Conservative scholar warns GOP that re-running Trump playbook in 2024 will likely flop
Republican U.S. presidential candidate Donald Trump speaks as his daughter Ivanka (L) looks on at a campaign event on the day that several states held presidential primary elections, including California, at the Trump National Golf Club Westchester in Briarcliff Manor, New York, U.S., June 7, 2016. REUTERS/Carlo Allegri

The Republican Party seems dead set on running a Trump-style presidential campaign in 2024 -- or perhaps even nominating former President Donald Trump to run again.

However, economist Michael Strain of the American Enterprise Institute is warning the GOP that a Trump-style campaign is very likely to flop if they try it three years from now.

Writing in Bloomberg, Strain argues that the economy in three years will likely look very different from the economy that let Trump eke out an electoral college win in 2016 despite losing the popular vote to Democratic rival Hillary Clinton.

"The 2008 recession was particularly traumatic," he writes. "The benefits of the eventual recovery took a long time to reach the bottom half of workers. Inflation-adjusted wages were above their 2007 level over the entire period from 2008 to 2019 for workers in the top 20 percent. But as late as 2014 — five years after the recession officially ended — wages for the bottom half of workers were lower than in 2007."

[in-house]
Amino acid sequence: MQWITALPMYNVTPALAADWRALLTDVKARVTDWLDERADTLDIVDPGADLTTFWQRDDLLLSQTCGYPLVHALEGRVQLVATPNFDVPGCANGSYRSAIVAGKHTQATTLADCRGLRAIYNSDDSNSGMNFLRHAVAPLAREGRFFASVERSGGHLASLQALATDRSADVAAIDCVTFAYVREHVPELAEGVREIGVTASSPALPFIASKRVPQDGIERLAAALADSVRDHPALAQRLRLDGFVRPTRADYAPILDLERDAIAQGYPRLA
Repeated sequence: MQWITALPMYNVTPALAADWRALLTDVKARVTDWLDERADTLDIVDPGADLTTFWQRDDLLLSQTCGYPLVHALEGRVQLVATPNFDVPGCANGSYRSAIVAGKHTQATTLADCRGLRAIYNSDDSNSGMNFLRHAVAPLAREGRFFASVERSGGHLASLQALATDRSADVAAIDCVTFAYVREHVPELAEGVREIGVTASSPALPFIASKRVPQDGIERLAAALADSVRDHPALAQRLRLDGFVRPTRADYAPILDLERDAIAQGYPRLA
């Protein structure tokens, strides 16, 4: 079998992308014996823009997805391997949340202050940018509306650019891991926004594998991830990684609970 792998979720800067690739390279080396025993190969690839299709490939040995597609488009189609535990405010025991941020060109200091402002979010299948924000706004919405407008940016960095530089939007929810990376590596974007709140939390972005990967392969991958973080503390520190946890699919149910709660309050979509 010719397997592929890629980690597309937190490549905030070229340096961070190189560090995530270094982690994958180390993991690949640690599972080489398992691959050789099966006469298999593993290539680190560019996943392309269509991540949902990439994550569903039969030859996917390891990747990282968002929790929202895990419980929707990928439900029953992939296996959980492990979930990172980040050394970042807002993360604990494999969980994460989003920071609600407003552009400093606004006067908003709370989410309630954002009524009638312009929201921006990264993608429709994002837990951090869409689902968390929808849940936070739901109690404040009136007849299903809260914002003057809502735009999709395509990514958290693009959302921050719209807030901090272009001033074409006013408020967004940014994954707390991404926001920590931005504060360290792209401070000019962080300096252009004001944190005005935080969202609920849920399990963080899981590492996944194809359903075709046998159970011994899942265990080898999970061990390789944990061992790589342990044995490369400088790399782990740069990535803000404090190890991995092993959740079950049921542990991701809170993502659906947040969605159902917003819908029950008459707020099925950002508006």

Given that the United States at the moment is projected to post strong economic growth numbers coming out of the novel coronavirus pandemic, the appeal of a Trump-style demagogue likely won't have the same appeal as it once did, Strain concludes.

"Populism peters out as incomes grow," he writes. "The sooner Republicans realize this, the better."